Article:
Heart(y) news and events, October 2



worldnewsNews from the research front

“Rock Stars of Science”
The Geoffrey Beene Foundation has recently  launched the “Rock Stars of Science” (Rock S.O.S. for short), an initiative which the American Heart Association (AHA) commends. The campaign honors researchers dedicated to finding cures for heart disease and stroke and other chronic illnesses that impact millions of Americans and their loved ones. The real life rock stars like Sheryl Crow, SEAL, WILL.I.AM and Joe Perry joined the Rock S.O.S. the campaign to highlight the need for more support in biomedical research and “the unsung heroes in the fight for global health and disease prevention.”

Speeding Progress in Stem Cell Research
Another big step in the advancement of stem cell research. California and Maryland became the first2 states to sign an interstate agreement that encourages scientists to work together by sharing cell lines and collaborating on projects. Through collaboration, it is hoped that researchers will speed progress in the field and possibly attain more federal funding.

News from the legislation front

Heart Disease and Stroke Survivors Urge Congress to Pass Meaningful Health Reform This Year!
Health advocacy groups, including the AHA and survivors of cardiovascular disease are urging the US Congress “to pass meaningful health reform legislation that will help prevent disease and expand access to affordable, quality care for the insured and uninsured.”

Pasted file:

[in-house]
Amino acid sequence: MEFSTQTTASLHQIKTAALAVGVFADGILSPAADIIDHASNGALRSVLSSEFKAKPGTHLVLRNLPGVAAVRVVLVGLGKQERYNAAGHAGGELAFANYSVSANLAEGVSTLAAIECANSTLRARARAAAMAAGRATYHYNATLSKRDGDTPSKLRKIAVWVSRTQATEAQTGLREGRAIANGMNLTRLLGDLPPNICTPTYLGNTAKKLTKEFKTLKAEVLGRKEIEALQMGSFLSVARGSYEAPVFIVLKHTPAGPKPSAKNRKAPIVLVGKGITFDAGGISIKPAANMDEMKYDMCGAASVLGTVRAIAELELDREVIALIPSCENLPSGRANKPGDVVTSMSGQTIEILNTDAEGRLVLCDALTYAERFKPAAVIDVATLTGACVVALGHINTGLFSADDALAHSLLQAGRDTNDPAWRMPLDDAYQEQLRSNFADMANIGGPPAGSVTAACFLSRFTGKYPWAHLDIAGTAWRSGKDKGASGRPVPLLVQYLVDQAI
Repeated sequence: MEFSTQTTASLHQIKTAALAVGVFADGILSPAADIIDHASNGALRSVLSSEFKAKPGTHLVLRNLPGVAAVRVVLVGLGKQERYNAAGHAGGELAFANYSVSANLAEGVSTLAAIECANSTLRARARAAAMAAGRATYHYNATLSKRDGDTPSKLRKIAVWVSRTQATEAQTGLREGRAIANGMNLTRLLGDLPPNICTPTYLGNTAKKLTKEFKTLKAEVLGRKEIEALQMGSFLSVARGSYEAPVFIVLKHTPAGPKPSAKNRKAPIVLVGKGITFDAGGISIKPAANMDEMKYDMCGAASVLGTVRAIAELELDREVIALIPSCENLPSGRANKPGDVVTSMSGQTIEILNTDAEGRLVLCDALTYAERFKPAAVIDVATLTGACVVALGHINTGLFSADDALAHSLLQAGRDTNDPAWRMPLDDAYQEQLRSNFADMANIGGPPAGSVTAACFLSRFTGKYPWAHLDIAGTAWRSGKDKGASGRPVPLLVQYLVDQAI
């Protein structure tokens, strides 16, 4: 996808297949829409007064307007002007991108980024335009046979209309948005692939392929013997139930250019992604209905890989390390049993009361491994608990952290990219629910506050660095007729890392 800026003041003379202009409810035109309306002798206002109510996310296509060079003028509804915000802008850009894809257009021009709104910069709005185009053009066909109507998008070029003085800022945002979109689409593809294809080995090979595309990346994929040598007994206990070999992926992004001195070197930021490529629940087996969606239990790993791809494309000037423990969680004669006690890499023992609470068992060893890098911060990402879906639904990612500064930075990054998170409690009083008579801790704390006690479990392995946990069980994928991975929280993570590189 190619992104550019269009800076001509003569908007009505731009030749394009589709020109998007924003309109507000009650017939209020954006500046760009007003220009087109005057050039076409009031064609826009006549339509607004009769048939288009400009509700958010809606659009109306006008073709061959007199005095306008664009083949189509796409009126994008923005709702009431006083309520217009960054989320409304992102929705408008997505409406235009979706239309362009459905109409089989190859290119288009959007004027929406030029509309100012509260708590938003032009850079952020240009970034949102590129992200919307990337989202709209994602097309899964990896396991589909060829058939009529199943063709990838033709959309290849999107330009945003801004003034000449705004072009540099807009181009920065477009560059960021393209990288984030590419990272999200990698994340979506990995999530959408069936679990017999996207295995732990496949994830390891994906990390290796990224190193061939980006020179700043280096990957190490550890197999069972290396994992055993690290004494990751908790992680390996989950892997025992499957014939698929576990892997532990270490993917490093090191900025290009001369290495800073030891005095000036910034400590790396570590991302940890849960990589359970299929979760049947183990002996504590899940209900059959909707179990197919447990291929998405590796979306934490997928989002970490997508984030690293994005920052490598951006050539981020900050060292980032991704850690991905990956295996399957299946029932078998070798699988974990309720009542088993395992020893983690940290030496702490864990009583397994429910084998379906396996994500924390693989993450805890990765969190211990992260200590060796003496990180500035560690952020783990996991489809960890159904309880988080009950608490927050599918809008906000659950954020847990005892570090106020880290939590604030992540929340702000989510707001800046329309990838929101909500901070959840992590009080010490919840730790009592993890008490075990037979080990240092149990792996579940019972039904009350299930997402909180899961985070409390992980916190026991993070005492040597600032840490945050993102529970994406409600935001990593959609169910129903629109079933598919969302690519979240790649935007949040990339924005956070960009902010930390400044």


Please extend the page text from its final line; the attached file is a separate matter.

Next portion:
During the association’s health care reform Fly-In Lobby Day on Capitol Hill today, heart disease and stroke survivors told their personal stories to Congress to help influence the debate and call attention to the needs of patients and their loved ones.

Air pollutants from abroad a growing concern, says new report
Air pollutants are not localized; they are on the move, according to a new report by the US National Research Council. Pollutants coming out of factories in rapidly developing countries China and India where environmental legislations are not strong may soon reach the West. One study, for example, could trace the origin of a polluted airmass detected at Mt. Bachelor Observatory in central Oregon to East Asia and it took approximately eight days to get there. The health impacts of these pollutants vary but they are there. The most common effects are cardiopulmonary problems due to ozone and particulate matter in the air. So much for CO2 emissions trading!

Coming up: Online Health Chats at Cleveland Clinic

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NOTE: The contents in this blog are for informational purposes only, and should not be construed as medical advice, diagnosis, treatment or a substitute for professional care. Always seek the advice of your physician or other qualified health professional before making changes to any existing treatment or program. Some of the information presented in this blog may already be out of date.
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